How our small decisions have big impacts

Recycler Keith Lockwood.
Recycler Keith Lockwood.

The machine in the Woolworths car park is a bit of economic engineering. It’s designed to make us change our habits by altering the costs and benefits of doing something.

If you were about to throw a can out of the car window, you might hesitate with the thought of 10 cents in your mind.

Or if you were about to put the bottle in the yellow-lid bin at the back of the house, you might think: “Maybe not – I’ll go to Woolworths instead”.

And if you were going to Coles but had bottles, you might divert to Woolworths (which does not pay or get paid for allowing the facility on its property). 

So there are a whole heap of economic calculations with consequences.

For example, Glen Industries currently sorts the recycled material in Glen Innes. It is collected by a contractor for the council and delivered to their depot. They then sell the sorted material.

If the reverse vending machine diverts bottles from Glen Industries, then Glen Industries’ income might be hit. If, on the other hand, it merely means more bottles and cans are recycled, then it’s a gain for everyone.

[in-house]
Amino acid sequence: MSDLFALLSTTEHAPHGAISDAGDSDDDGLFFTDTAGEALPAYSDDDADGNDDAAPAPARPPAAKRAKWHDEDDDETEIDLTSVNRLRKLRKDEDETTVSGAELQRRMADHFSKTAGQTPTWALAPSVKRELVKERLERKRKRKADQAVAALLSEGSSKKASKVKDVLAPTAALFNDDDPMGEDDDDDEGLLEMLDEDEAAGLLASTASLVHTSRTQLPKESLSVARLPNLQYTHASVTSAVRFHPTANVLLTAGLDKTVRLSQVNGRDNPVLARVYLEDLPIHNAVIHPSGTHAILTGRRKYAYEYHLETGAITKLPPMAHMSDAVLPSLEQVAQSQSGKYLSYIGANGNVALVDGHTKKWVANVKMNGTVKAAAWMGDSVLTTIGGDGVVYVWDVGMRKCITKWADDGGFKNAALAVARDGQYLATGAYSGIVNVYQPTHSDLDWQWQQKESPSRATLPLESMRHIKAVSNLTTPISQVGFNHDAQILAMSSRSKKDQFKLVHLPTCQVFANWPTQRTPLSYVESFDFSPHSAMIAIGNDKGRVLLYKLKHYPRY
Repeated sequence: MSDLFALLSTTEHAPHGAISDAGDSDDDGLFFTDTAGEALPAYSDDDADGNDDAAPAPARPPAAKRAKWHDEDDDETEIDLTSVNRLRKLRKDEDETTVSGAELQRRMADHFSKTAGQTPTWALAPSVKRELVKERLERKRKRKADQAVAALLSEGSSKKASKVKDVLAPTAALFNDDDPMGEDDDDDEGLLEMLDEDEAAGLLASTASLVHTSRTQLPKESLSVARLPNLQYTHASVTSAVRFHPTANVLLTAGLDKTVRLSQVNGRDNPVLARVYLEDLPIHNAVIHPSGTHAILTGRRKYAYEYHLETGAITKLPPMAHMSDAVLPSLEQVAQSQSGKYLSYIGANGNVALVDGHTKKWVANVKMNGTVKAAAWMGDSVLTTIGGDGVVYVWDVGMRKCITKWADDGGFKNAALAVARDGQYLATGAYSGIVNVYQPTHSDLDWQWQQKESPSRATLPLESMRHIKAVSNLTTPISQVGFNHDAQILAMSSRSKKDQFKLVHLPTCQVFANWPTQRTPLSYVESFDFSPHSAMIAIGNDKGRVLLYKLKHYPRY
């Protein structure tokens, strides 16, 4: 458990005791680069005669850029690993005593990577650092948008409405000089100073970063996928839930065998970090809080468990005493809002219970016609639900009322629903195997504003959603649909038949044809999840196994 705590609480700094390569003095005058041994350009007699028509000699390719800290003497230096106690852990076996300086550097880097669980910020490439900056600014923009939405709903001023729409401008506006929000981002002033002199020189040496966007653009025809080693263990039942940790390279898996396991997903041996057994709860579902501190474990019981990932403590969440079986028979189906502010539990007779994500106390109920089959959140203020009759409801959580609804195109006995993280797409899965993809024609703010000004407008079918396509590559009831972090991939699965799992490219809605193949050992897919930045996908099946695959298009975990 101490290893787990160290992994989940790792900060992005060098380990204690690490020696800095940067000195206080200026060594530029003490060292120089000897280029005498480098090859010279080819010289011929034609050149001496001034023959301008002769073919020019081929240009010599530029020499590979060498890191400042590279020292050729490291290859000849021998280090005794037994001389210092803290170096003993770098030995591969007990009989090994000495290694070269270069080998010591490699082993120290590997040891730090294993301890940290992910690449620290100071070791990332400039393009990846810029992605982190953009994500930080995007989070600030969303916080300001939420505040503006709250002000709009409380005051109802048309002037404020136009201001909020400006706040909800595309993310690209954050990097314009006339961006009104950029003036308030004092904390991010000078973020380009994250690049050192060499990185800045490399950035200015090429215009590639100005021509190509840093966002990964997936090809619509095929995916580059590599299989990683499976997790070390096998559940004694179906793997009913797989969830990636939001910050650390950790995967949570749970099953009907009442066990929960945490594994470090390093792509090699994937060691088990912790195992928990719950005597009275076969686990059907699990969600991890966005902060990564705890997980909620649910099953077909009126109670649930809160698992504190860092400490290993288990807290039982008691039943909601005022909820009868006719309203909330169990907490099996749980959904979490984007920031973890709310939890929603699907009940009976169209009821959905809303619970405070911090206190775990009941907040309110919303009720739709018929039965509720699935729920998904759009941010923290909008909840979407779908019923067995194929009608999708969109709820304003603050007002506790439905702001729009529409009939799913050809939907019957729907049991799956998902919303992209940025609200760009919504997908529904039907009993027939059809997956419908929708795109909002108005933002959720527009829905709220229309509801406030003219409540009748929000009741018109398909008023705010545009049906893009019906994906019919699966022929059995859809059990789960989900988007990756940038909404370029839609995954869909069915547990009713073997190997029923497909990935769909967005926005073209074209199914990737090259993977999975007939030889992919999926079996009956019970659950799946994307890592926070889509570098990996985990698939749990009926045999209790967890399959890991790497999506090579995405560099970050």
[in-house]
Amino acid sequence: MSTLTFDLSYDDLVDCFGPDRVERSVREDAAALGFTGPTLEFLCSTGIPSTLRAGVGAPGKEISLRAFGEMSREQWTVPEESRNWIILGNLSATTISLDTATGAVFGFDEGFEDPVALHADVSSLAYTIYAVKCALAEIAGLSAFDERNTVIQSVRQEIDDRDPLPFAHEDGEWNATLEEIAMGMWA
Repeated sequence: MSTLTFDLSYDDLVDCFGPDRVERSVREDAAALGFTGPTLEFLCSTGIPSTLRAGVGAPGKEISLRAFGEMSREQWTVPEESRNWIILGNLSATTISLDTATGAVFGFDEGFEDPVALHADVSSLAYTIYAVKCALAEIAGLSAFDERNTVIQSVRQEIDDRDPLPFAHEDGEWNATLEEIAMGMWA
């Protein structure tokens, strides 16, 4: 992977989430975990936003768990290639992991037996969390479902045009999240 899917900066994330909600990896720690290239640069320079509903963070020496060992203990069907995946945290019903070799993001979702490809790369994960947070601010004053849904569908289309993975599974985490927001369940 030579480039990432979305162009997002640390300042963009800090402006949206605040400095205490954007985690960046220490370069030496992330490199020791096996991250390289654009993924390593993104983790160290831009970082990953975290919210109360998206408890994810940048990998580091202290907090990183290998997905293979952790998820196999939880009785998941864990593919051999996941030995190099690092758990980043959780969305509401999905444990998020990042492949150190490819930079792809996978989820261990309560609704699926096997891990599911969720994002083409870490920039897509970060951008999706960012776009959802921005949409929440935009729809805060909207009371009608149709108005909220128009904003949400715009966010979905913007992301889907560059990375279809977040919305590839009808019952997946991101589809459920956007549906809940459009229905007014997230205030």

In the past, Glen Industries’ manager, Kylie Hawkins, has voiced unhappiness about the way some people and businesses discard all kinds of useless waste in recycling bins.

She was not available for comment on the impact of the new scheme at the time of writing.

At Woolworths, one recycler had driven his truck from Emmaville packed with hundreds of cans and bottles. He clearly got more money back than the cost of the petrol.

But driving only, say, a kilometer with a few cans wouldn’t cover the petrol – and it would burn more CO2 than gets saved in the recycling.

Drink container litter makes up 44 per cent of the volume of all litter in the state and costs more than $162 million to manage. Return and Earn will be the largest litter-reduction scheme introduced in NSW.

The NSW Environment Protection Authority